Judge William Dwyer’s legacy recognized by alumni philanthropy
Lonnie Rosenwald ’94 admired Federal District Court Judge William Dwyer long before she began studying the law.
As a journalist, Rosenwald covered the tragic Charles Goldmark murder case and subsequent trial in 1986. As part of her research, she read Dwyer’s book about his successful representation of John Goldmark 20 years earlier. Goldmark was an Eastern Washington farmer and Democratic lawmaker falsely accused by a newspaper of being a communist. The libel trial put a then-34-year-old Dwyer on the national stage.
When Rosenwald made the leap from newspapers to law school at UW, she sought an externship with Dwyer in the U.S. District Court for the Western District of Washington, even though he had a policy not to accept 1Ls.
“He gave me an opportunity as a first-year student to work in a courtroom,” said Rosenwald, vice president and chief counsel for technology creation and commercialization at Intellectual Ventures. “He was a great mentor of mine, and he had a continuing interest in me and so many others.”
Now, 13 years after his death, Rosenwald and other former clerks and externs are leading fundraising efforts to expand the writing competition established in Dwyer’s name into a scholarship. In 2005, the Federal Bar Association for Western District of Washington and UW Law established the William L. Dwyer Jury Project Award Competition, which awards $2,500 to the student who writes the best paper about the jury system. Rosenwald and others made additional gifts and are seeking donations to reach a $100,000 goal to fund a scholarship.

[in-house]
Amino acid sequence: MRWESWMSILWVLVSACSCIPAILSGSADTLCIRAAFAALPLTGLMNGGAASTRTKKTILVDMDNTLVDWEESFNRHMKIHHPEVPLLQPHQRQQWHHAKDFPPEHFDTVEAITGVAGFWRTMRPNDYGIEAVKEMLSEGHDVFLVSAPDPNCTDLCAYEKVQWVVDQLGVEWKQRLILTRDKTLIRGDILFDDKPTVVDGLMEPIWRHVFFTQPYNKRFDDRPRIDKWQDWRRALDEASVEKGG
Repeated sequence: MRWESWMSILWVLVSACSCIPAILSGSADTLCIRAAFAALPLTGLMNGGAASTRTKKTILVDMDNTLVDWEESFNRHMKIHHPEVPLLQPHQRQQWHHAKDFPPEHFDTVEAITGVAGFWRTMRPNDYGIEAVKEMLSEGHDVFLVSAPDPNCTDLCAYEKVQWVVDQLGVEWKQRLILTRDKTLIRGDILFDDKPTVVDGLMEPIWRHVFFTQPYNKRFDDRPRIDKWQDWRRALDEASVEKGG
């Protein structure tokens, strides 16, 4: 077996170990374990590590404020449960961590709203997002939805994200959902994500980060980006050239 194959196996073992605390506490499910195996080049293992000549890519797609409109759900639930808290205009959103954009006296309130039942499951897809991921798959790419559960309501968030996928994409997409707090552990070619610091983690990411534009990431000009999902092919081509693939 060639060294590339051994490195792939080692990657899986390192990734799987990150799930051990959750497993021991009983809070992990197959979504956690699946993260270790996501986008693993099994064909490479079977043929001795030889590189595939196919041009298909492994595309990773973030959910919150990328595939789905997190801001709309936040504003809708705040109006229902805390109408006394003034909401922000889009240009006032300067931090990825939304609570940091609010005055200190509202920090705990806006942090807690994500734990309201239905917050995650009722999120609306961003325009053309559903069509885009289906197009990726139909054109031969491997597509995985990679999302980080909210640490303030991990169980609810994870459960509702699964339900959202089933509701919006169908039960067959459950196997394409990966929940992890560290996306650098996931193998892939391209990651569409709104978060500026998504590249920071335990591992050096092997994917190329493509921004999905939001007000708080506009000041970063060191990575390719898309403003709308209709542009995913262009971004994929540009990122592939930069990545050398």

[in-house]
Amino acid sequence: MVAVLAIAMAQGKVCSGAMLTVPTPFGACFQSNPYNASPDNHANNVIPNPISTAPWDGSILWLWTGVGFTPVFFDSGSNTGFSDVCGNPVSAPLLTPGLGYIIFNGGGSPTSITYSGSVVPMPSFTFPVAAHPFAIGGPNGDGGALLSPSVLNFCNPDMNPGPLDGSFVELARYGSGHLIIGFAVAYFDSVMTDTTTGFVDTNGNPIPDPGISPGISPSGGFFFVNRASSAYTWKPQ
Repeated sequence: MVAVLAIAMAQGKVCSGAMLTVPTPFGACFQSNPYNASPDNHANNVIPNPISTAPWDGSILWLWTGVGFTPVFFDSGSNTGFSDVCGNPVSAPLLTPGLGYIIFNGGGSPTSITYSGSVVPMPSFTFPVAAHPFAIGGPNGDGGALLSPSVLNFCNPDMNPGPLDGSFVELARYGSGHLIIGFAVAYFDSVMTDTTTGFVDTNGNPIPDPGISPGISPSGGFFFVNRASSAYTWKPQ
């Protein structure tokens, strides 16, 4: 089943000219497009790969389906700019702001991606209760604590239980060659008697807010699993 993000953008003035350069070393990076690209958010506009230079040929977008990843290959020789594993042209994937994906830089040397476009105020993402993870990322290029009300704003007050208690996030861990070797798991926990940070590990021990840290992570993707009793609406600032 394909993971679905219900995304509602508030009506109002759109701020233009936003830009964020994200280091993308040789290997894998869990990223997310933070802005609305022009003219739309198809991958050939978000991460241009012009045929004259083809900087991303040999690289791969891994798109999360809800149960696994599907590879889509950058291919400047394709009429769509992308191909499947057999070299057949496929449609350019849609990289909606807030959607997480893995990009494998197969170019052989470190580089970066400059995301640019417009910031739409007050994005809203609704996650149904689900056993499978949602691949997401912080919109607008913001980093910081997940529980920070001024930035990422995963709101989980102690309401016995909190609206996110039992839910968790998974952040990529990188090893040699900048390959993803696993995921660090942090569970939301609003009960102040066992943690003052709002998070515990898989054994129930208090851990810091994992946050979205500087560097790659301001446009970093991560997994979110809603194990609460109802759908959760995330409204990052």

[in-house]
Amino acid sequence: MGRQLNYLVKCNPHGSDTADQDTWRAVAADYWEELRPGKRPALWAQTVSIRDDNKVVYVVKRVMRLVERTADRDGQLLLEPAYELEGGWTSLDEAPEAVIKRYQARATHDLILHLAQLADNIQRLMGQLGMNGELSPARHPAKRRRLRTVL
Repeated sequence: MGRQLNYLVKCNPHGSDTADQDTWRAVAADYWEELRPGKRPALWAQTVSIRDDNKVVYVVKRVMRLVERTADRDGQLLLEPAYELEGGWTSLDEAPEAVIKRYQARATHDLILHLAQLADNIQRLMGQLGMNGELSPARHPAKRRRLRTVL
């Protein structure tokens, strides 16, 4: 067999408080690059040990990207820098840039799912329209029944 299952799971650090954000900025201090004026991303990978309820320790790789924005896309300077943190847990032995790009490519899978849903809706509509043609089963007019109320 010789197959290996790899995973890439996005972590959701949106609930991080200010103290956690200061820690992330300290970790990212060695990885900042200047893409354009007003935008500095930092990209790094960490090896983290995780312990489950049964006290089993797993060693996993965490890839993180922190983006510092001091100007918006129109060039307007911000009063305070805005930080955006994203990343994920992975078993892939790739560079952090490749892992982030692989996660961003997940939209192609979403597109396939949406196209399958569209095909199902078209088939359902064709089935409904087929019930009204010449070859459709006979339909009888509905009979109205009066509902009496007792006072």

Dwyer made landmark rulings over his 15 years as judge, including a decision to protect the spotted owl by halting of logging to enforce the Endangered Species Act and. As a lawyer, he represented the state and King County in a suit against Major League Baseball, which led to the creation of the Seattle Mariners in 1976.
Rosenwald, a past president of the Alumni Association, the first president of the Leadership Council and a member the Capital Campaign Committee, is on the board that judges the competition. She said it’s a fitting way to honor the esteemed judge, who wrote the acclaimed, “In the Hands of the People: The Trial Jury’s Origins, Triumphs, Troubles, and Future in American Democracy.”
“He was a huge proponent of the jury trial, of having a case heard by jury of your peers,” Rosenwald said. “He was also a great writer, who was keen on making sure anything coming from his courtroom was well-written.”